It's an overcast ugly day here, so this morning while waiting for the sea shanty festival to start, I thought I should get something more serious posted to the site. This one made the rounds of the physical and material science news sites a few weeks ago when the original press release went out. After the paper was actually published I was able to find some time to read it —
"Bugs" and computing are intimately linked throughout computing history (and electronic engineering in general). Moths were the nemesis of early vacuum tube computer operators as they would fry themselves on the circuits and tubes, occasionally causing the tube to fail as well (er...that's the moths that would fry themselves, not the operators). Even before then "bugs" and "debugging" were common vernacular for engineers as they are now for all coders. While it's doubtful that "bugs" or "debug" will exit the jargon, recent discoveries in photonic computing materials are leading to a better reputation for bugs in the computer engineering world.
Researchers at Brigham Young University, IBM'S Almaden Research Center, and the University of Utah have discovered that the weevil Lamprocyphus augustus has scales whose internal structure of chitin is arranged in the same configuration as carbon atoms in diamonds — a lattice configuration that has been described as the ideal configuration for the photonic crystals needed to power future optical computers. Natural diamonds are too dense to use to manipulate visible light. Even though there have been advances in synthetic diamond crystals, none of them have the desired visible light spectrum properties.
Photonic crystal structure of L. augustus
courtesy of Michael Bartl
The weevil's scales are 200µm by 100µm and composed of hundreds of chitin crystals, each with a slightly different orientation. All of them reflect light at 500 to 550nm wavelengths (green), but because of the orientation variation, each crystal reflects a slightly different wavelength back to the viewer, giving the beetle an overall iridescent green color. Because of the structure, the different chitin crystal orientations and their extremely small size, the iridescent effect appears from all angles the beetle is viewed. This is unusual for an iridescent material. Like all iridescent materials the color is not from a pigment, but from the base structure of the material; however, with most iridescent materials, the color and effect changes depending on incident light and viewing angles.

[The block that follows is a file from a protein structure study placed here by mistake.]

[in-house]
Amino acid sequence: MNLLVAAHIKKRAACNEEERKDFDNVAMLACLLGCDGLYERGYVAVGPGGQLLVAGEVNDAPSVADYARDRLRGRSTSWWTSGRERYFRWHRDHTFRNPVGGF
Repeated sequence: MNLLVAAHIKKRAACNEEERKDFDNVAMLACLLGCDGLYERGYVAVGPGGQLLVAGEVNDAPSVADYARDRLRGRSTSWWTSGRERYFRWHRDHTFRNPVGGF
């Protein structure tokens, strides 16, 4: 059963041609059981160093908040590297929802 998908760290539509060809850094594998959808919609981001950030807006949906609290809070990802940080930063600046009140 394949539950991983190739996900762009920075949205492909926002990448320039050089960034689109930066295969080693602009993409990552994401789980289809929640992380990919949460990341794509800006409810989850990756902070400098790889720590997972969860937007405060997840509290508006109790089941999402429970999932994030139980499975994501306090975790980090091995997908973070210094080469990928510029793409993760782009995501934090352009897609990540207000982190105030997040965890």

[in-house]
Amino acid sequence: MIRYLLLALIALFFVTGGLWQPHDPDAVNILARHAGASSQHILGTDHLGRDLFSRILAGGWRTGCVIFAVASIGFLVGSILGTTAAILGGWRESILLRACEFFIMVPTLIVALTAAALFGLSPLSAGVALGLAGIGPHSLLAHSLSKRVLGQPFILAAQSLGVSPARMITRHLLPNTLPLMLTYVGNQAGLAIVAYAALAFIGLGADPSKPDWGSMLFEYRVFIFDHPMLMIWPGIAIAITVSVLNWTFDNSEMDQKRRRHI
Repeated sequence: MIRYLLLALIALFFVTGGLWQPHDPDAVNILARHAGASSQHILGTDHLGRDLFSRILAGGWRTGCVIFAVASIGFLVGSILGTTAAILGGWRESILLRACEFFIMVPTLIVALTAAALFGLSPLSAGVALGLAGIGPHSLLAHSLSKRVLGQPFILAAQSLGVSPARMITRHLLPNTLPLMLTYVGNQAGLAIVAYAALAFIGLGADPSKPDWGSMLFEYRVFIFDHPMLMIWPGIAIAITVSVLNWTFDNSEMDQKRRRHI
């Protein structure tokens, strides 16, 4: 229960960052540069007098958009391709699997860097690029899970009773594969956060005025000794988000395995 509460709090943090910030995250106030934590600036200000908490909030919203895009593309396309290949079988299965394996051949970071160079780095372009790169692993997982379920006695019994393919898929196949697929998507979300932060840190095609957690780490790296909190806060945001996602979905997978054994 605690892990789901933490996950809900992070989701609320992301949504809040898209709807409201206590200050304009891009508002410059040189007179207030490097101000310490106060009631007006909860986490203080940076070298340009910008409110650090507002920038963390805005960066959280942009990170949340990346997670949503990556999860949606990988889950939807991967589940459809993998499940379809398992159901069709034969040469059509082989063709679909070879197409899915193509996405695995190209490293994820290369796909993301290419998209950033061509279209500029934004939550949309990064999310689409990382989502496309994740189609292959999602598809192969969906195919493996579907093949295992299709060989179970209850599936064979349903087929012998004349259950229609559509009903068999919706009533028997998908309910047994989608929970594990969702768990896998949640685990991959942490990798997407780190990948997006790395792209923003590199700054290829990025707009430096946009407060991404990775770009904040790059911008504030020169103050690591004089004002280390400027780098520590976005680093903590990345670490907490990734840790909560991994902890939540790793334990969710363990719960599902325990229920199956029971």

The lure of using this beetle's scales in photonics is in the structure and iridescent effect of the chitin crystals. The structure matches the "ideal photonics crystal" and the iridescent effect demonstrated is the effect photonics engineers are after — creating a tunable bandgap that will selectively block transmission of certain wavelengths of light through a circuit. The authors hope that their dissection, and reconstruction of the crystals 3D structure will aid in the creation of a synthetic crystal with similar properties, which would help advance optical computing and solar power applications.
Of interest to me is how this research actually came about. It began when one of the authors, Lauren Richey, was pursuing a high school science fair project on biological iridescence. She had a small sample of the weevil and recognized its potential as an iridescent insect, but needed a complete sample for her project. BYU biology professor and co-author John Gardner and his lab were assisting her, while University of Utah grad student and co-author Jeremy Galusha was using the BYU electron microscope and heard about the project. Galusha brought the project to the attention of his advisor and co-author Michael Bartl, a physical and materials chemist with strong interest in photonic crystals.
After getting a complete specimen and conducting painstaking SEM ablation techniques, they were able to unwrap the structure of the chitin crystals of the weevil's scale. Using the chitin as a mold, they may be onto the crystal structure of future photonics. Time will tell...but if it works out, we'll have the weevil L. augustus and a high school science fair project to thank.
For more details on the photonics and materials science aspects see the University of Utah press release, or Physical Review E, where the paper was published online 10 days after the press release, and most reviews, went out.
Galusha, J.W., Richey, L.R., Gardner, J.S., Cha, J.N., Bartl, M.H. (2008). Discovery of a diamond-based photonic crystal structure in beetle scales. Physical Review E, 77(5) DOI: 10.1103/PhysRevE.77.050904